Hello and welcome to our Monday Briefing for the week beginning 2 July 2018, summarising the main developments in air travel over the past week, and a look the week ahead.
Heathrow Third Runway
The third runway at Heathrow received parliamentary approval last week. A number of local councils in London, supported by the Major of London, Sadiq Khan, are to seek a judicial review of the Government’s decision.
As far as we’re aware legal proceedings have not yet formally started. As mentioned last week, a judicial review is not easily won. That said, it is highly likely that there will be many more challenges to the Government’s decision, and not just in the courts.
A third runway will be in operation by 2026 at the very earliest. Given that nearly 10 years ago, BA was planning for a new runway to be operational by now, you would be forgiven for having your doubts.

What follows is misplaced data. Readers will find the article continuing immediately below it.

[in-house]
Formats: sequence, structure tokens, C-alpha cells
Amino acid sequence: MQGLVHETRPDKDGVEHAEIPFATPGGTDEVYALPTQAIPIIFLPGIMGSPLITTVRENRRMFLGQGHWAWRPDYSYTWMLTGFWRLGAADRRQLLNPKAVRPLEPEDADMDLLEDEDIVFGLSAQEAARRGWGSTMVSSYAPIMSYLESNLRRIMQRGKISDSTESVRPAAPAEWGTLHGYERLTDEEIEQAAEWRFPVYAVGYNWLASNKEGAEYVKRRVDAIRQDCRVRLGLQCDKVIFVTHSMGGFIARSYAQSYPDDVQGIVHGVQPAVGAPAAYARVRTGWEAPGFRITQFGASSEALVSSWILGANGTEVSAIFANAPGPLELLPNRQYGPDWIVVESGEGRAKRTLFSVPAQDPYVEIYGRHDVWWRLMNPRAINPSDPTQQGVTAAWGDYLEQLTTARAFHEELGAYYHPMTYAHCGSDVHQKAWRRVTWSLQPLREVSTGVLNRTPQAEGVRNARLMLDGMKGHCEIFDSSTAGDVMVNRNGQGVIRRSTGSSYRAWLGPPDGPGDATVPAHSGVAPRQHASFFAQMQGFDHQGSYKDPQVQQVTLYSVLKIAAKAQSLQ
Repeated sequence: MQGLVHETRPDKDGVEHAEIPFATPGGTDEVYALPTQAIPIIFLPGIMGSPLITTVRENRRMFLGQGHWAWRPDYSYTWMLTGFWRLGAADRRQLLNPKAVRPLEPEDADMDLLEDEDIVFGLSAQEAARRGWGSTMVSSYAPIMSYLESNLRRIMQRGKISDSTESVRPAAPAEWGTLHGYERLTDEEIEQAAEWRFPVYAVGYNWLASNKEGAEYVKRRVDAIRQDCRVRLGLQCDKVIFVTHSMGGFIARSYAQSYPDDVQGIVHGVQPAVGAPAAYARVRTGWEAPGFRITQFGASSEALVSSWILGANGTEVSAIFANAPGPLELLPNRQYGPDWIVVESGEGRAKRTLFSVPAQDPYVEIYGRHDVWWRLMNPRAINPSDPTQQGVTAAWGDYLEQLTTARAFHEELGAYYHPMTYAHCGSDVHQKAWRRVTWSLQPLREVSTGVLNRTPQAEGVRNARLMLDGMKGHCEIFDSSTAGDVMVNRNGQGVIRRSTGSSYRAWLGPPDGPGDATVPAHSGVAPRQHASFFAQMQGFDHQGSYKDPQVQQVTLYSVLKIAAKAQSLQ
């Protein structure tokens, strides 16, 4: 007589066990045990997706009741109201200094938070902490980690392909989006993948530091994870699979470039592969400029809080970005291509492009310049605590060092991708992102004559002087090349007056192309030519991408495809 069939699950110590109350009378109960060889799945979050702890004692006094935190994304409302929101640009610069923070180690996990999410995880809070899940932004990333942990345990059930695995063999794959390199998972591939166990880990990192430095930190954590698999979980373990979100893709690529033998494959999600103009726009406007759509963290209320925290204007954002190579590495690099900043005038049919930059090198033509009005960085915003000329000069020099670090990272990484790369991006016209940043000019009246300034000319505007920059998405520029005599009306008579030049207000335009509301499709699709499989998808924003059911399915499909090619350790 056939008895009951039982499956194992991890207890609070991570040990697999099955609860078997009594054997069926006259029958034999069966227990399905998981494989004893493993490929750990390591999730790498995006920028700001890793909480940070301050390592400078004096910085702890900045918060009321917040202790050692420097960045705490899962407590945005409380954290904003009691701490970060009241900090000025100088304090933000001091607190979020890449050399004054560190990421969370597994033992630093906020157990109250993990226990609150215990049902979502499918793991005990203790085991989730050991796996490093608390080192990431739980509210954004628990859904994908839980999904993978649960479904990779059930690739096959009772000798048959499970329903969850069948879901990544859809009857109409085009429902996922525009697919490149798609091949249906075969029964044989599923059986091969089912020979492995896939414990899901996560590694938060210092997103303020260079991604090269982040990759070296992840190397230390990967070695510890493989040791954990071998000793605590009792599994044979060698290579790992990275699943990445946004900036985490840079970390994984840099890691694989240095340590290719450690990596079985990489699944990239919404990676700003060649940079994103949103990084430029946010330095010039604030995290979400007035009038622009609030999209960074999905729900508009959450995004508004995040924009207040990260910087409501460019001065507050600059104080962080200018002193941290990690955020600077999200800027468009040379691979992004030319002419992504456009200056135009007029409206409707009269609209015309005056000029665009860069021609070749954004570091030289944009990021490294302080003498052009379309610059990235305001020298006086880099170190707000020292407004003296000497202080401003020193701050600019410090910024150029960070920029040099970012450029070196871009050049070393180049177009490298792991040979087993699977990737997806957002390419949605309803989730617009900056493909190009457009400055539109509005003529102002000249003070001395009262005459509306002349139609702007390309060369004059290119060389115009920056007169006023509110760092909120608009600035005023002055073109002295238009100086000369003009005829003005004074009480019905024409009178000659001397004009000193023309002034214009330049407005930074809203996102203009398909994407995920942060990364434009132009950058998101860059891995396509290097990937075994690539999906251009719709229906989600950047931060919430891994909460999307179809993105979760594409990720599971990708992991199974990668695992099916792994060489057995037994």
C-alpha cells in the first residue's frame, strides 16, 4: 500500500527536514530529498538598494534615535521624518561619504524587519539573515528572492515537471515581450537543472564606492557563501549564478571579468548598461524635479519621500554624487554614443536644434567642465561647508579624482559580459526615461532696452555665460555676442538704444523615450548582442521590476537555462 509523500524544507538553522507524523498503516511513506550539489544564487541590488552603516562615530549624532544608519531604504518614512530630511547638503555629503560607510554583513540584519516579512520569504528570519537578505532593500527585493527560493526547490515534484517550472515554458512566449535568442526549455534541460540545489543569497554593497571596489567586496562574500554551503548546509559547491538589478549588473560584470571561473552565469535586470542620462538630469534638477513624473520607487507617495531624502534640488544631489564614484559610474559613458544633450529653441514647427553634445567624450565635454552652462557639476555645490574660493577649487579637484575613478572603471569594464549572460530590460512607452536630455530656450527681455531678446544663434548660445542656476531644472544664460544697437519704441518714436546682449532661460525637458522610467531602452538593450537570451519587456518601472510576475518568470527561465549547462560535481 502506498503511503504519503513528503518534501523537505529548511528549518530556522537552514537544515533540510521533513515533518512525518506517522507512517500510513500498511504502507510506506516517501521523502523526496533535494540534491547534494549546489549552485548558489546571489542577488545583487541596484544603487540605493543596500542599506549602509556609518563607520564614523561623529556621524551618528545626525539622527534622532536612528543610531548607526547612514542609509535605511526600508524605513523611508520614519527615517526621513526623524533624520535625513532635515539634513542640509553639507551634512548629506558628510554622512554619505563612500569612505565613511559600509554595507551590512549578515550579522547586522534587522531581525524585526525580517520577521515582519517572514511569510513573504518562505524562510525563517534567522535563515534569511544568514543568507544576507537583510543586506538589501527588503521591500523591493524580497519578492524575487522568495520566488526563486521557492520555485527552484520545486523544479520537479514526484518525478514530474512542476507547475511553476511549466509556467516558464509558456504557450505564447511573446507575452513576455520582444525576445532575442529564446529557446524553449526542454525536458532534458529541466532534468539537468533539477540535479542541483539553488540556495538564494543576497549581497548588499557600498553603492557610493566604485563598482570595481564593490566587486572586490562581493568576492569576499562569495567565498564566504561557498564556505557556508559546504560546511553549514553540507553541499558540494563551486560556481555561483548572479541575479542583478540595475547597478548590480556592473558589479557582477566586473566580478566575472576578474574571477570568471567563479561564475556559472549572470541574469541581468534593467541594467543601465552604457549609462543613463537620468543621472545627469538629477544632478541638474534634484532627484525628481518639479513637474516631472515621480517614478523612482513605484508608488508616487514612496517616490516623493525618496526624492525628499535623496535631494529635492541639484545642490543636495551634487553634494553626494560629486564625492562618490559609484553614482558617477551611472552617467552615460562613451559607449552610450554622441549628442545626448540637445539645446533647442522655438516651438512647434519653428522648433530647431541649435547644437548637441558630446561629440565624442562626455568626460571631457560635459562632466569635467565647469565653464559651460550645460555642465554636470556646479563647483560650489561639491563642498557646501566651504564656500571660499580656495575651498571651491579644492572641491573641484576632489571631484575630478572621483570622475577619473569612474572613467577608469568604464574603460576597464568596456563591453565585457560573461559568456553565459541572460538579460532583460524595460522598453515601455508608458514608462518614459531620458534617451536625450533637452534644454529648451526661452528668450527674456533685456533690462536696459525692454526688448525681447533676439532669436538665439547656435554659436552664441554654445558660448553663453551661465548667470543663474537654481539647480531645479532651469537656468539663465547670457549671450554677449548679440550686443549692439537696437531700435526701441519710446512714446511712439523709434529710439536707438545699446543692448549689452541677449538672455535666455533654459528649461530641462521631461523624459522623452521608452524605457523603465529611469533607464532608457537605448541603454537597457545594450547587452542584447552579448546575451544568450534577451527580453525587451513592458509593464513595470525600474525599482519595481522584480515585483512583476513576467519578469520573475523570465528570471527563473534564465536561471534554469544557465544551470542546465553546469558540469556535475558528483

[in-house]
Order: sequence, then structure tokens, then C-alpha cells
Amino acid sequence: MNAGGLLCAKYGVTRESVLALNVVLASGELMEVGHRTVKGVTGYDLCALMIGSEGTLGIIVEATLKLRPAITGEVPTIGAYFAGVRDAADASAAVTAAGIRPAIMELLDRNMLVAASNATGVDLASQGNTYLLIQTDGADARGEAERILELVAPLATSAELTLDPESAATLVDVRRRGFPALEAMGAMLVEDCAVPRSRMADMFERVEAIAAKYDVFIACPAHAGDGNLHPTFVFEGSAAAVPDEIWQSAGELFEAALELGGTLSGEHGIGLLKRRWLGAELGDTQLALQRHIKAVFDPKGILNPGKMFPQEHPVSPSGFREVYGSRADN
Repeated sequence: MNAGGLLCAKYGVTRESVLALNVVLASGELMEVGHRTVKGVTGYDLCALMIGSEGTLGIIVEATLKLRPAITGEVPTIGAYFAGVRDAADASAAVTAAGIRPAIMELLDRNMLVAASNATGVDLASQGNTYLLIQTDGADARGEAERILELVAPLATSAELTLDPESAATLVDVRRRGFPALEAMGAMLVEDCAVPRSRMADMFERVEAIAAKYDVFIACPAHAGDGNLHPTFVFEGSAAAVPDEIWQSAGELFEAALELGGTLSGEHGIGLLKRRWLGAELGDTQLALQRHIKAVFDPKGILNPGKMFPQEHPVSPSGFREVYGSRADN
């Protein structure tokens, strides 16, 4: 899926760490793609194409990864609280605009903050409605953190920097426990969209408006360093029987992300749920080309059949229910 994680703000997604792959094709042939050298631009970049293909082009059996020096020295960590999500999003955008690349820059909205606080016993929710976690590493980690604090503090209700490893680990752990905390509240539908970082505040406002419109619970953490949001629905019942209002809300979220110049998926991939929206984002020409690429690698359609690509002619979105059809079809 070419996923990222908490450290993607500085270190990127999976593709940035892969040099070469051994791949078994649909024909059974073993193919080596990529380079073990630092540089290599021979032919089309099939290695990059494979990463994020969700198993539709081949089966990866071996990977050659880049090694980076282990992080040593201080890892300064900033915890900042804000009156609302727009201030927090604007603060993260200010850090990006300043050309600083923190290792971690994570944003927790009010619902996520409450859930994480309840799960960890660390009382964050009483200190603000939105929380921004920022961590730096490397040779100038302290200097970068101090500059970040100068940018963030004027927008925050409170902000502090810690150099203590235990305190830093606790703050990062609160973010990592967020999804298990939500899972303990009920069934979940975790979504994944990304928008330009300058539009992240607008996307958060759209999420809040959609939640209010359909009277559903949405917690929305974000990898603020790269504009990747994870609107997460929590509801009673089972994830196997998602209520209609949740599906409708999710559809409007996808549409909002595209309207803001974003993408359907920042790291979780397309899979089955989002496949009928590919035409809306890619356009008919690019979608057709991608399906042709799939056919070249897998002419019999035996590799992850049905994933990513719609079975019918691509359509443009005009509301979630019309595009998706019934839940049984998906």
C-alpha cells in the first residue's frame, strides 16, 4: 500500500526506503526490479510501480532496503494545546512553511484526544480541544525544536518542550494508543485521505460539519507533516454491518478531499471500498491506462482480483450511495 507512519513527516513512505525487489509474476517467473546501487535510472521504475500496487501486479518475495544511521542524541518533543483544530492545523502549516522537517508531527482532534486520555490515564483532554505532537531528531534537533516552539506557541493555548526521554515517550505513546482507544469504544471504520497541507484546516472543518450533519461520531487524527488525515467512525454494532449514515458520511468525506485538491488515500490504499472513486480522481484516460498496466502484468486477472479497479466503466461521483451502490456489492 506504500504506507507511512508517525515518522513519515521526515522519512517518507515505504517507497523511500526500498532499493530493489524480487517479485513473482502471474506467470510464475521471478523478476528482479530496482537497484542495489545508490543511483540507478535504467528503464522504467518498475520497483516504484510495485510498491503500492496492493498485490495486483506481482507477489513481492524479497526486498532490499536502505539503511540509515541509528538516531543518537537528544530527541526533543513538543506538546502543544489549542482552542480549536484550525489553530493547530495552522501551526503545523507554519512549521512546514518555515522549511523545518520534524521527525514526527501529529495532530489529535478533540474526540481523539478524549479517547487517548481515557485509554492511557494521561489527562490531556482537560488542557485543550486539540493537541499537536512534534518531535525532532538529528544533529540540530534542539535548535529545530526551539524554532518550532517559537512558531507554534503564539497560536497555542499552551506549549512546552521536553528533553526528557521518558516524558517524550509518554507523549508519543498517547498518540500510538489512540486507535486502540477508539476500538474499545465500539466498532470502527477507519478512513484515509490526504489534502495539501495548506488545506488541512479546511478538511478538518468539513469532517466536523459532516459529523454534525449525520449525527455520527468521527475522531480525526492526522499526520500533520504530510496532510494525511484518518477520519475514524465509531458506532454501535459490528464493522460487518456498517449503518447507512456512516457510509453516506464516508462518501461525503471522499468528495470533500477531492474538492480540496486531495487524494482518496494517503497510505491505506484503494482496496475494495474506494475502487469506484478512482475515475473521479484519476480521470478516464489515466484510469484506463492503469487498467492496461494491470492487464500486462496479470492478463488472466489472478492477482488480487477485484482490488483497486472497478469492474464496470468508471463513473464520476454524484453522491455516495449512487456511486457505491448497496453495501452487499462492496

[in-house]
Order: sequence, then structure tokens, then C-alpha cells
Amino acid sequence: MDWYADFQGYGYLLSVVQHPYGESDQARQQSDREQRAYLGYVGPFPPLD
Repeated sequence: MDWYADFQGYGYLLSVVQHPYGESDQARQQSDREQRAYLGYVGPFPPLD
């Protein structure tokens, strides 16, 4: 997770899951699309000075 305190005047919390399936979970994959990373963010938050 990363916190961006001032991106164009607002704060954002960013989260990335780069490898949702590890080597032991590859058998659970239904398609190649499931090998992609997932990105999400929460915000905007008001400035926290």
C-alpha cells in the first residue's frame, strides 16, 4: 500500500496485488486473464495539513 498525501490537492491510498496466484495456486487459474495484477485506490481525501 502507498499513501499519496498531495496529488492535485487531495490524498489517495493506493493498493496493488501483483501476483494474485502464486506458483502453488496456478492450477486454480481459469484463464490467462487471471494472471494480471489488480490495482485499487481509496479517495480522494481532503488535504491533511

Heathrow is keen to talk up the prospect of new links to UK regional airports operated by Flybe, easyJet opening a base at Heathrow, and direct links to more cities in Asia.
However, 8 years is a very long time in aviation. At Heathrow alone in that time we have lost bmi British Midland, which once held nearly 15% of the airport’s slots. Virgin Atlantic has substantially scaled back its route network outside of North America (more on that below). The number of US airlines serving Heathrow went from 2 to 5 and back to 3. International Airlines Group did not exist.
If we were take some predictions: